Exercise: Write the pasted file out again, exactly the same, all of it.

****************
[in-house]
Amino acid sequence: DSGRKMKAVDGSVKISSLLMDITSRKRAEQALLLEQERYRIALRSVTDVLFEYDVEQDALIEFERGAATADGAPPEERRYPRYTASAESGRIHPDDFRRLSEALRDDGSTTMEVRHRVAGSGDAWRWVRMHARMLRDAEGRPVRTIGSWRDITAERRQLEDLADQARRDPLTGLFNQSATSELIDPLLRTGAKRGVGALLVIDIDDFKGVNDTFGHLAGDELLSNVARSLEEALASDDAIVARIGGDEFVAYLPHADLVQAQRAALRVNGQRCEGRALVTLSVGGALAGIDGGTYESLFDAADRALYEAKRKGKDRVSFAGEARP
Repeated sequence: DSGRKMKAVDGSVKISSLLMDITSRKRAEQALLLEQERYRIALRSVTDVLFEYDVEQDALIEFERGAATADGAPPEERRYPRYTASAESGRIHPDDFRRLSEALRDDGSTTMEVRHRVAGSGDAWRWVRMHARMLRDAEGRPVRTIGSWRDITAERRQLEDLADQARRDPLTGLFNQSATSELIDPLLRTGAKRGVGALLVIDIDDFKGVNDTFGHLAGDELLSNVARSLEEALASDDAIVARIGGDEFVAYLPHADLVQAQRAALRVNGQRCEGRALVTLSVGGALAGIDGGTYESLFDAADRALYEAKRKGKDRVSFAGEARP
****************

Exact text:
[in-house]
Amino acid sequence: DSGRKMKAVDGSVKISSLLMDITSRKRAEQALLLEQERYRIALRSVTDVLFEYDVEQDALIEFERGAATADGAPPEERRYPRYTASAESGRIHPDDFRRLSEALRDDGSTTMEVRHRVAGSGDAWRWVRMHARMLRDAEGRPVRTIGSWRDITAERRQLEDLADQARRDPLTGLFNQSATSELIDPLLRTGAKRGVGALLVIDIDDFKGVNDTFGHLAGDELLSNVARSLEEALASDDAIVARIGGDEFVAYLPHADLVQAQRAALRVNGQRCEGRALVTLSVGGALAGIDGGTYESLFDAADRALYEAKRKGKDRVSFAGEARP
Repeated sequence: DSGRKMKAVDGSVKISSLLMDITSRKRAEQALLLEQERYRIALRSVTDVLFEYDVEQDALIEFERGAATADGAPPEERRYPRYTASAESGRIHPDDFRRLSEALRDDGSTTMEVRHRVAGSGDAWRWVRMHARMLRDAEGRPVRTIGSWRDITAERRQLEDLADQARRDPLTGLFNQSATSELIDPLLRTGAKRGVGALLVIDIDDFKGVNDTFGHLAGDELLSNVARSLEEALASDDAIVARIGGDEFVAYLPHADLVQAQRAALRVNGQRCEGRALVTLSVGGALAGIDGGTYESLFDAADRALYEAKRKGKDRVSFAGEARP